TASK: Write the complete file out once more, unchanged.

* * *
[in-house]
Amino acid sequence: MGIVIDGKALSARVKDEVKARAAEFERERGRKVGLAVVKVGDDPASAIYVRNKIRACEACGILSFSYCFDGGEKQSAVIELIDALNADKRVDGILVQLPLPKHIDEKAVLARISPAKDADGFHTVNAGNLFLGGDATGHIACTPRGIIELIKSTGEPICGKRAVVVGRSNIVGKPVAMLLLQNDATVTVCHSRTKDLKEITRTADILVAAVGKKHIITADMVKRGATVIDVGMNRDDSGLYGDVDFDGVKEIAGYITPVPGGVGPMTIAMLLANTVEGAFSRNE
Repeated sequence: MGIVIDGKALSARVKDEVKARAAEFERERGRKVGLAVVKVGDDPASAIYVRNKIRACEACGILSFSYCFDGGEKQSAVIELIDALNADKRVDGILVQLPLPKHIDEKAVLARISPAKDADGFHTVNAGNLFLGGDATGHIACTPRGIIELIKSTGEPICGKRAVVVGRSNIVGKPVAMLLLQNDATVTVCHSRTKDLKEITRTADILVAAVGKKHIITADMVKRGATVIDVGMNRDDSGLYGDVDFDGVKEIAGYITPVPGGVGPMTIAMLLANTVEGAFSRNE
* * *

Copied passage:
[in-house]
Amino acid sequence: MGIVIDGKALSARVKDEVKARAAEFERERGRKVGLAVVKVGDDPASAIYVRNKIRACEACGILSFSYCFDGGEKQSAVIELIDALNADKRVDGILVQLPLPKHIDEKAVLARISPAKDADGFHTVNAGNLFLGGDATGHIACTPRGIIELIKSTGEPICGKRAVVVGRSNIVGKPVAMLLLQNDATVTVCHSRTKDLKEITRTADILVAAVGKKHIITADMVKRGATVIDVGMNRDDSGLYGDVDFDGVKEIAGYITPVPGGVGPMTIAMLLANTVEGAFSRNE
Repeated sequence: MGIVIDGKALSARVKDEVKARAAEFERERGRKVGLAVVKVGDDPASAIYVRNKIRACEACGILSFSYCFDGGEKQSAVIELIDALNADKRVDGILVQLPLPKHIDEKAVLARISPAKDADGFHTVNAGNLFLGGDATGHIACTPRGIIELIKSTGEPICGKRAVVVGRSNIVGKPVAMLLLQNDATVTVCHSRTKDLKEITRTADILVAAVGKKHIITADMVKRGATVIDVGMNRDDSGLYGDVDFDGVKEIAGYITPVPGGVGPMTIAMLLANTVEGAFSRNE